Back at the end of March, just before I left for Europe, Anestes over at PortlandFoodMap.com alerted me to a post on Kay Horton's blog about a guy who was baking Samoon bread in the middle of the night in the community kitchen at the Portland Public Market House. "We have just started carrying “Samoon” made right here in our Community Kitchen. A gentleman from Iraq, thirty years a baker, has started making them. He speaks almost no English, but his wonderful joy and energy speaks clearly. He works in the middle of the night, baking in his Tandoor oven, so as we walk into the Market in the morning we are greeted with heavenly smells. Samoon is a oblong shaped air pocket bread. We slice it the length, open it and fill it with any of our wrap ingredients."
Last tuesday I contacted Chris from Kay Horton Foods at the Public Market trying to get in touch with the gentleman and to my surprise she called back later to say I could stop by later that night... as in 5AM! later. Now I'm not an early riser, never have been and if I'm up at that hour it's because I haven't been to sleep yet. And I haven't been up that late for a long time, 1-2 ish is about it nowadays. I was more then a little worried about my ability to focus my camera, even thou it is an Canon EOS with auto focus. Usually any pictures I take before mid day are pretty bad. So off to bed at 11:30 and up at 4:15 hoping for the best.
Five o'clock rap on the backdoor of the market and a 40-ish man in shorts, a tee shirt, flip flops and a baseball hat, turned backwards lets me in. It's Mr. Audai Naser. He leads me down cellar goes right back to work as I take a quick look around for a place to put my gear down and introduce myself. For the first half hour I mostly watch noticing how his hands move quickly in making the bread.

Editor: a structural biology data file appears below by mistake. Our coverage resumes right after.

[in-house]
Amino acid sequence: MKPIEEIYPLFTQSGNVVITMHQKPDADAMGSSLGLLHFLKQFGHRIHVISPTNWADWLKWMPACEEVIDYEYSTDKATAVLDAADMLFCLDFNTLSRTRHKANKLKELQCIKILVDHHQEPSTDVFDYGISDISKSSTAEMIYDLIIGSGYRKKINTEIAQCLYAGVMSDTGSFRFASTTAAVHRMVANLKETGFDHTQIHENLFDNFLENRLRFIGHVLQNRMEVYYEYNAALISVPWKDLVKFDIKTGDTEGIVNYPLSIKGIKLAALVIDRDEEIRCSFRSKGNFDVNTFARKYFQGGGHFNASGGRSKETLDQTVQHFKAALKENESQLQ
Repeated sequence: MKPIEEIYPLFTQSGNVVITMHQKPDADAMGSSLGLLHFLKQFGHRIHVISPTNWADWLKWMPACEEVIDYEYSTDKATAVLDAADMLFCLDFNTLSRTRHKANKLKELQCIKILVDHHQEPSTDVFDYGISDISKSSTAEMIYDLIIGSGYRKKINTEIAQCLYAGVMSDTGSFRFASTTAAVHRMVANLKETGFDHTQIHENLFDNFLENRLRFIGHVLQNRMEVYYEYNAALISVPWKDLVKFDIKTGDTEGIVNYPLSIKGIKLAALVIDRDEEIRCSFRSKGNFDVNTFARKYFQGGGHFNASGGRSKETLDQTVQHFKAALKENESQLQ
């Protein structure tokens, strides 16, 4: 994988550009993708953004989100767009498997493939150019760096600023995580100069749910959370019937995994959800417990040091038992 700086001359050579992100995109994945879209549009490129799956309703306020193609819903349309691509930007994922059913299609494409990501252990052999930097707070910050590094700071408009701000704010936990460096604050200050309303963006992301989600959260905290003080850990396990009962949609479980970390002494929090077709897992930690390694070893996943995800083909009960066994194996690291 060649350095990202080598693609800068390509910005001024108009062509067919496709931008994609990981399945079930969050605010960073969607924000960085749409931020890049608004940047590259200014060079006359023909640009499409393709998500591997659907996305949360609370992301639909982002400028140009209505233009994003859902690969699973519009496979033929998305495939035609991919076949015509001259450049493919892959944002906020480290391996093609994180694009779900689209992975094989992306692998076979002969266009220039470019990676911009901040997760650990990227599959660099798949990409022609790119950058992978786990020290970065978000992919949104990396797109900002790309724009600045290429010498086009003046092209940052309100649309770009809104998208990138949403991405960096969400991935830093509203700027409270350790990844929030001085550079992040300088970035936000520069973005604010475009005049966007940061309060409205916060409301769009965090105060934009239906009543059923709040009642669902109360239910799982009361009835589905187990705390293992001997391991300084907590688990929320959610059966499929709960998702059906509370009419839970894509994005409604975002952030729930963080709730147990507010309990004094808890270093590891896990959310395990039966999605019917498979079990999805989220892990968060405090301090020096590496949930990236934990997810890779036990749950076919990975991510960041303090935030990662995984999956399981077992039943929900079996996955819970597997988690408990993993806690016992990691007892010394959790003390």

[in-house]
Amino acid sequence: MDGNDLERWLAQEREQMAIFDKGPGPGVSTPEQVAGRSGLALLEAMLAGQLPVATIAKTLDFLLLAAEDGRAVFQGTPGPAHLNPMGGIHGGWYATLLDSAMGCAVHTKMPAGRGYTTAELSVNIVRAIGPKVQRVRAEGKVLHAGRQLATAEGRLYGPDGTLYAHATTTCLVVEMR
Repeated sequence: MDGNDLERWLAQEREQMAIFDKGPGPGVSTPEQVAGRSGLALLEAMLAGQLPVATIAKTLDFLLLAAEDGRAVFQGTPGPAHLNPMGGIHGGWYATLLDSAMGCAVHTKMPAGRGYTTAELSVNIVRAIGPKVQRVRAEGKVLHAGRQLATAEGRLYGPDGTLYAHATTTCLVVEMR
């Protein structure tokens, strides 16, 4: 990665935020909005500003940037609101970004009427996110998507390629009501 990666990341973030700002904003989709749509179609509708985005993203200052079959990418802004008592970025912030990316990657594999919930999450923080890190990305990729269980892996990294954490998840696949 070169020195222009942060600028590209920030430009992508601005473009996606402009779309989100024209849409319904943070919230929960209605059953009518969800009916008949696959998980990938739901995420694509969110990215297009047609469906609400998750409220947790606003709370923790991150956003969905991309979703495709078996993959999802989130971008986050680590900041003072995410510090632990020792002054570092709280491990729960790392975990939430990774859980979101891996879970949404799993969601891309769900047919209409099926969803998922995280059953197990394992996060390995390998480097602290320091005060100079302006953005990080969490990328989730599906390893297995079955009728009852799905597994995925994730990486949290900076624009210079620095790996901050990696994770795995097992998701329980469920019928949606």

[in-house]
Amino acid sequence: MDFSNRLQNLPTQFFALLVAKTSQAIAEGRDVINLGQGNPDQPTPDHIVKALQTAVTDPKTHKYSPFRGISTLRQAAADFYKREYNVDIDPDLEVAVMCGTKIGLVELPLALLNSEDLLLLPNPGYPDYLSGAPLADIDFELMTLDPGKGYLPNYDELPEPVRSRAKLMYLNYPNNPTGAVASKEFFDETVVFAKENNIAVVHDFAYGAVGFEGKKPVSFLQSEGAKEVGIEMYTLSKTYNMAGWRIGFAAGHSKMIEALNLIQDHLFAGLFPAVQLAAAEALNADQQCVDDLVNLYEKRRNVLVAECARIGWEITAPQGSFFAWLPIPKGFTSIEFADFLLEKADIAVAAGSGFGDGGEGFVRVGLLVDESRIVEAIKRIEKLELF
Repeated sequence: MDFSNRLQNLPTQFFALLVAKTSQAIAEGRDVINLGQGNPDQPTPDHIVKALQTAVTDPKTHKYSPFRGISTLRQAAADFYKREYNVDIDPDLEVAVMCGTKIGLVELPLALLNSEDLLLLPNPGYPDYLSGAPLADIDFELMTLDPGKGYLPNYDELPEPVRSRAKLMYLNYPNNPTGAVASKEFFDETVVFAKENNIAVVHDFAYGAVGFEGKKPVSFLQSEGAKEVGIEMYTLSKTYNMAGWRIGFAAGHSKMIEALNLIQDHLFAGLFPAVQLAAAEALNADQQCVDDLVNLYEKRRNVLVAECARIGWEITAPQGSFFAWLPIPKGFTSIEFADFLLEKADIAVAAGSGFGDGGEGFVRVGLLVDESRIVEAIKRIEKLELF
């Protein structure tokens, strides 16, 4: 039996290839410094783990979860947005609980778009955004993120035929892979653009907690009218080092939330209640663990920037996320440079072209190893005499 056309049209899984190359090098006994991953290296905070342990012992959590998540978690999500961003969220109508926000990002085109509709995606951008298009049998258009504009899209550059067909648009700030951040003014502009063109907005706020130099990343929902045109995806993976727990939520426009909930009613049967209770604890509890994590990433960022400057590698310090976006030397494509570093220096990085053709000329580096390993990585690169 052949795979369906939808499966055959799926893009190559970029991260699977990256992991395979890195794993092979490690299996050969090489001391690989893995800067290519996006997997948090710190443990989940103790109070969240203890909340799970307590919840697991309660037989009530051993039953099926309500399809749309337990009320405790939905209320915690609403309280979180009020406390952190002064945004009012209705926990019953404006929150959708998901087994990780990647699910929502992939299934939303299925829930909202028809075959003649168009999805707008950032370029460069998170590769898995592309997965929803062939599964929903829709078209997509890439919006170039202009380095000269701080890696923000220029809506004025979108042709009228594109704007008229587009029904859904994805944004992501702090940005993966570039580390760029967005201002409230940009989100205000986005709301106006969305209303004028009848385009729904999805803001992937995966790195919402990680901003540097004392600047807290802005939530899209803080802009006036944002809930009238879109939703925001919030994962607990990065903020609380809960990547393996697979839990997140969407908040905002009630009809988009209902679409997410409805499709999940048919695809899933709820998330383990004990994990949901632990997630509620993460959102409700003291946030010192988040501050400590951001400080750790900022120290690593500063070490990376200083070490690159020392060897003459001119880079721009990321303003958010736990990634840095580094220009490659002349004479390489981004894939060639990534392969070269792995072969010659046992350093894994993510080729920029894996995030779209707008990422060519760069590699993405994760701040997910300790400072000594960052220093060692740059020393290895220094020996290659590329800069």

As I start to wake up I take a few pictures trying to get good exposures in the two main work areas. Finally I try a little conversation. We stick with short simple words and a few hand signals and I find out that he comes from Karbala, which is south of Bagdad. His father owned a bakery and he has been making bread for thirty years. He first moved to Atlanta in the fall of 2008 with his family, to get away from the fighting. Coming to Portland seventeen months ago. He has six daughters and one son. He started his business in December 2009 and now works mostly 7 days a week making two types of bread.
Tenur, a round flat bread made of a mix of white and whole wheat flour, water, yeast , sugar, salt. And Samoon, the smaller diamond shaped pillows, which have only the white flour and which he had finish making before I arrived. When I leave just after seven, with a package of each bread, he still has a couple of racks to bake up and clean up to do before he loads his van and makes his deliveries. 3000 loafs a week.